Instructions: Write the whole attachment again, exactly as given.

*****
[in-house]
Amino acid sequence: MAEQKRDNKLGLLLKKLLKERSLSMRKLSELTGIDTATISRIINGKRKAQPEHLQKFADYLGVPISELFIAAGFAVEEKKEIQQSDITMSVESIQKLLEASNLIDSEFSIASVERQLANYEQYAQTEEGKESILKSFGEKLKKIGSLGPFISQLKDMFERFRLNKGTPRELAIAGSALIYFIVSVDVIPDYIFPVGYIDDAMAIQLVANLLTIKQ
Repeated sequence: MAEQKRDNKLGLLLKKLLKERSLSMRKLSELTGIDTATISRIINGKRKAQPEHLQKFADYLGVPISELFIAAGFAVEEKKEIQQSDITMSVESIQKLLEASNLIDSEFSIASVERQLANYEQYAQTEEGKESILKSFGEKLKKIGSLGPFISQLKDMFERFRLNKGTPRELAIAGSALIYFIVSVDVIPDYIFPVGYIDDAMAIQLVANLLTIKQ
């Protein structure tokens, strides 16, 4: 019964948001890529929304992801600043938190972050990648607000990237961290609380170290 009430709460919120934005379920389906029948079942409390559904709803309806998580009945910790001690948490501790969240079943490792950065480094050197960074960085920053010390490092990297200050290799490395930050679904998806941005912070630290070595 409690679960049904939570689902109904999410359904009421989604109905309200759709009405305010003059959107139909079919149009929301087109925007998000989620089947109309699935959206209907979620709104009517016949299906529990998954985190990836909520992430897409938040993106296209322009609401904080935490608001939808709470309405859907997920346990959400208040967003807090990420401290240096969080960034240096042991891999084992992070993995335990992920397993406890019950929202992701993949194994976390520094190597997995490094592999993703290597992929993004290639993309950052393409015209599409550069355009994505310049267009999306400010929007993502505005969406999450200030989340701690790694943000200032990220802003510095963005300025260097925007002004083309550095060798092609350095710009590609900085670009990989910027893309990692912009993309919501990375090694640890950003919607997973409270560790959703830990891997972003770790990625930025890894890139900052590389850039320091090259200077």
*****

[in-house]
Amino acid sequence: MAEQKRDNKLGLLLKKLLKERSLSMRKLSELTGIDTATISRIINGKRKAQPEHLQKFADYLGVPISELFIAAGFAVEEKKEIQQSDITMSVESIQKLLEASNLIDSEFSIASVERQLANYEQYAQTEEGKESILKSFGEKLKKIGSLGPFISQLKDMFERFRLNKGTPRELAIAGSALIYFIVSVDVIPDYIFPVGYIDDAMAIQLVANLLTIKQ
Repeated sequence: MAEQKRDNKLGLLLKKLLKERSLSMRKLSELTGIDTATISRIINGKRKAQPEHLQKFADYLGVPISELFIAAGFAVEEKKEIQQSDITMSVESIQKLLEASNLIDSEFSIASVERQLANYEQYAQTEEGKESILKSFGEKLKKIGSLGPFISQLKDMFERFRLNKGTPRELAIAGSALIYFIVSVDVIPDYIFPVGYIDDAMAIQLVANLLTIKQ
């Protein structure tokens, strides 16, 4: 019964948001890529929304992801600043938190972050990648607000990237961290609380170290 009430709460919120934005379920389906029948079942409390559904709803309806998580009945910790001690948490501790969240079943490792950065480094050197960074960085920053010390490092990297200050290799490395930050679904998806941005912070630290070595 409690679960049904939570689902109904999410359904009421989604109905309200759709009405305010003059959107139909079919149009929301087109925007998000989620089947109309699935959206209907979620709104009517016949299906529990998954985190990836909520992430897409938040993106296209322009609401904080935490608001939808709470309405859907997920346990959400208040967003807090990420401290240096969080960034240096042991891999084992992070993995335990992920397993406890019950929202992701993949194994976390520094190597997995490094592999993703290597992929993004290639993309950052393409015209599409550069355009994505310049267009999306400010929007993502505005969406999450200030989340701690790694943000200032990220802003510095963005300025260097925007002004083309550095060798092609350095710009590609900085670009990989910027893309990692912009993309919501990375090694640890950003919607997973409270560790959703830990891997972003770790990625930025890894890139900052590389850039320091090259200077």